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Japan emperor visits Korean war memorial on Saipan

June 28, 2005

By Linda Sieg

SAIPAN (Reuters) – In a gesture of reconciliation, JapaneseEmperor Akihito made a surprise visit on Tuesday to a Koreanwar dead memorial during a pilgrimage to the island of Saipanwhere a decisive World War II battle was fought.

Akihito, on his first overseas trip to honor war dead, alsobowed his head in silent prayer at two rocky heights whereJapanese soldiers and civilians leapt to their deaths ratherthan surrender in shame.

The emperor’s journey coincides with a chill in Japan’sties with China and South Korea, still tormented by the wartimepast 60 years later.

Korean residents of the U.S. territory of Saipan had askedthe emperor to pay his respects at their war memorial, butuntil Tuesday they had received no reply.

In the brief, unannounced visit, Akihito — son of the lateEmperor Hirohito in whose name Japanese fought and died — andEmpress Michiko bowed deeply before the Korean Peace Memorial.

“They went out of their own feeling,” Japan’s topgovernment spokesman Hiroyuki Hosoda told a news conference inTokyo.

About 1,000 Korean laborers were brought to the islandagainst their will during the 1930s, joining thousands ofJapanese workers relocated there after World War One.

“We are excited and everybody is very happy,” Jin Koo Cho,director of the Korean Association of Saipan, told Reutersafter learning of the royal couple’s visit to the cenotaph.

“We really hope the Japanese emperor’s visit to our Koreanmemorial can make relations between Korea and Japan better.”

Most Koreans left on the island when World War II endedwere repatriated to the Korean peninsula, and the 2,500 Koreansnow living on Saipan mostly came during the past 30 years.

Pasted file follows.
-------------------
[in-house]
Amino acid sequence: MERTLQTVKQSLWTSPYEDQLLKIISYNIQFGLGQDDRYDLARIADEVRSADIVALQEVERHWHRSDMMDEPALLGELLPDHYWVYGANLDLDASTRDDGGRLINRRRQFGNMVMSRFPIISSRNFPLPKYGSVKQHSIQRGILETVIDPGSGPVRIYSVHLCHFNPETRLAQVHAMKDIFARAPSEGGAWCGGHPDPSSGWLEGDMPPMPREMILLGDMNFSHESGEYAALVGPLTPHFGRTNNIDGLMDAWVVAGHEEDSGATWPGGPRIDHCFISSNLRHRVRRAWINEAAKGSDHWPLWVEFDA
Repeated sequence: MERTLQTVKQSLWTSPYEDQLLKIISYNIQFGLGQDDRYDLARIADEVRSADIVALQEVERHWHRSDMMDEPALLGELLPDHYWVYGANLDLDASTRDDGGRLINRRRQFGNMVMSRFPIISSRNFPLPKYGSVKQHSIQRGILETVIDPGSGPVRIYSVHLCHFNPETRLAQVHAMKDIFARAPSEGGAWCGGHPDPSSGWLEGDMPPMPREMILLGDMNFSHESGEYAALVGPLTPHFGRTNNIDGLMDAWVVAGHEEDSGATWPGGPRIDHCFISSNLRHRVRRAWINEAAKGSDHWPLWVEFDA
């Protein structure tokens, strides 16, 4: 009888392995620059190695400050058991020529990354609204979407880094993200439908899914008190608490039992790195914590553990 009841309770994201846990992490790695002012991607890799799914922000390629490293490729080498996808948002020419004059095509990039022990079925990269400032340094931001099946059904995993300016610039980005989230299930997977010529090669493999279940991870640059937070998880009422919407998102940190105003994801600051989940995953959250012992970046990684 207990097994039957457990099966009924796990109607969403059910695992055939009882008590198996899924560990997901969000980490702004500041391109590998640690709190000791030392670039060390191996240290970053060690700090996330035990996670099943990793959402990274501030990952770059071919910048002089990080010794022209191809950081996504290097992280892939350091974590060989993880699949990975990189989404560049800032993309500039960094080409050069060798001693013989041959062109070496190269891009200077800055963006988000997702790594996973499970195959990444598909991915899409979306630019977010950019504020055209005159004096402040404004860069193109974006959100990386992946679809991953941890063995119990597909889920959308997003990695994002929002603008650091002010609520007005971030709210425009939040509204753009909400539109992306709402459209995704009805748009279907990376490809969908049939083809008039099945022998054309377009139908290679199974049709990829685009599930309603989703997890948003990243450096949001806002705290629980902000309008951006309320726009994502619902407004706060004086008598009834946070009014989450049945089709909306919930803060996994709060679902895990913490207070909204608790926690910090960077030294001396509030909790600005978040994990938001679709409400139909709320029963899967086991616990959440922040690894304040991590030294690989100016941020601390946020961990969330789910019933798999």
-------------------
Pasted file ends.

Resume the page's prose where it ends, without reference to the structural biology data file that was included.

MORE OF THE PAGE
A Japanese palace official told reporters that news mediawere not told in advance because of possible adverse reactions.

South Korean activists and a minority of local Koreanresidents had threatened protests against the emperor’s visit,while Akihito’s gesture could annoy Japanese nationalists.

Despite public apologies by Japan’s leaders and past wordsof regret from Akihito himself, many in both South and NorthKorea — a Japanese colony from 1910 to 1945 — as well as inChina feel Tokyo has not owned up to its wartime atrocities inAsia.

Seoul and Beijing are also outraged over Prime MinisterJunichiro Koizumi’s repeated visits to Tokyo’s Yasukuni shrine,seen by critics as a symbol of past Japanese militarism.

SILENT PRAYERS AND FLOWERS

On the same unscheduled stop, the emperor and empress alsopaid their respects at a memorial for war dead from Japan’ssouthern island of Okinawa who died on Saipan.

Akihito, 71, and Michiko, 70, earlier laid flowers at theMonument of War Dead in the Mid-Pacific, built by the Japanesegovernment in 1974 for war dead of all nationalities.

Later, as rain fell, the royal couple laid wreaths at a wardead memorial for natives of Saipan and at an AmericanMemorial.

Japanese-controlled Saipan, considered vital to Japan’shomeland defense, saw fierce fighting from June 15 to July 9,1944. U.S. forces wanted the island as a base from which itsnew B-29 bombers could strike Japan’s mainland to the north.

More than 5,000 Americans died in the battles for Saipanand nearby Tinian and the naval Battle of the Philippine Sea,along with some 900 native islanders, including infants andelderly.

Some 43,000 Japanese soldiers and 12,000 Japanese civiliansdied in the intense fighting, according to Japanese figures.

Hundreds, including women and children, plunged from thetwo steep heights, now known as Banzai Cliff and Suicide Cliff,to avoid capture.

A VIRTUE TO DIE

Japanese before the war had been taught a nationalistideology that made it a virtue to die for the sake of anemperor worshipped as a living god. Propaganda about certainrape and torture if taken prisoner by Americans was alsocommon.

Akihito attends annual ceremonies in Japan on the Aug. 15anniversary of the war’s end, and 10 years ago he visitedmemorials in Tokyo, Hiroshima, Nagasaki and Okinawa.

But elderly Japanese veterans and relatives of war dead –many firm supporters of Koizumi’s ruling party — are pleasedthat the royal couple is making the pilgrimage abroad.

Katsuya Ogawa, 62, whose father died on Saipan, took partin an audience with the emperor on Monday. “Sixty years havepassed since the end of the war and while there are peopleopposed to the emperor’s visit…we are warmly grateful,” Ogawasaid.

The huge loss of life on Saipan and on Iwo Jima and Okinawathe next year helped persuade the United States to drop atomicbombs — from planes that flew from Tinian — on Hiroshima andNagasaki in August 1945, prompting Japan’s surrender.




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